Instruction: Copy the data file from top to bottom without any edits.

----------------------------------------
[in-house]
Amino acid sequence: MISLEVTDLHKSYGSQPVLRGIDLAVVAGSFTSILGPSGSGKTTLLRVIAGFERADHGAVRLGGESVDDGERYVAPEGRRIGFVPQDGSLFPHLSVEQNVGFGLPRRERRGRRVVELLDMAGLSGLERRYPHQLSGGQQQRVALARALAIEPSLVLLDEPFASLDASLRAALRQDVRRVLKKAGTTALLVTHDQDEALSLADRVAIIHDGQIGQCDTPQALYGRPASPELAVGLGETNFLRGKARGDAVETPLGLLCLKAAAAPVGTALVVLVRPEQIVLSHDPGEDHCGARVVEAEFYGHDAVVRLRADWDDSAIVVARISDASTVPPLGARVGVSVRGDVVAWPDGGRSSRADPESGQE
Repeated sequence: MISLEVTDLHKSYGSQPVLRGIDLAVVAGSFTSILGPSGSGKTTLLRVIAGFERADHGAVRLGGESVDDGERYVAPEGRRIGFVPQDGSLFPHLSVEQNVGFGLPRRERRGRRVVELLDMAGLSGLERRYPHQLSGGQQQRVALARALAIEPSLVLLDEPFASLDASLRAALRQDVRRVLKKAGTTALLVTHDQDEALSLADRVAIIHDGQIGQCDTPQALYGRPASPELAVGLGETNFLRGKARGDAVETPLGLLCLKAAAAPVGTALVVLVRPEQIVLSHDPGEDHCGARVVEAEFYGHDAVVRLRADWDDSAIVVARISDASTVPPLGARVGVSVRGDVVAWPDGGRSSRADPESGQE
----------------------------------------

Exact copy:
[in-house]
Amino acid sequence: MISLEVTDLHKSYGSQPVLRGIDLAVVAGSFTSILGPSGSGKTTLLRVIAGFERADHGAVRLGGESVDDGERYVAPEGRRIGFVPQDGSLFPHLSVEQNVGFGLPRRERRGRRVVELLDMAGLSGLERRYPHQLSGGQQQRVALARALAIEPSLVLLDEPFASLDASLRAALRQDVRRVLKKAGTTALLVTHDQDEALSLADRVAIIHDGQIGQCDTPQALYGRPASPELAVGLGETNFLRGKARGDAVETPLGLLCLKAAAAPVGTALVVLVRPEQIVLSHDPGEDHCGARVVEAEFYGHDAVVRLRADWDDSAIVVARISDASTVPPLGARVGVSVRGDVVAWPDGGRSSRADPESGQE
Repeated sequence: MISLEVTDLHKSYGSQPVLRGIDLAVVAGSFTSILGPSGSGKTTLLRVIAGFERADHGAVRLGGESVDDGERYVAPEGRRIGFVPQDGSLFPHLSVEQNVGFGLPRRERRGRRVVELLDMAGLSGLERRYPHQLSGGQQQRVALARALAIEPSLVLLDEPFASLDASLRAALRQDVRRVLKKAGTTALLVTHDQDEALSLADRVAIIHDGQIGQCDTPQALYGRPASPELAVGLGETNFLRGKARGDAVETPLGLLCLKAAAAPVGTALVVLVRPEQIVLSHDPGEDHCGARVVEAEFYGHDAVVRLRADWDDSAIVVARISDASTVPPLGARVGVSVRGDVVAWPDGGRSSRADPESGQE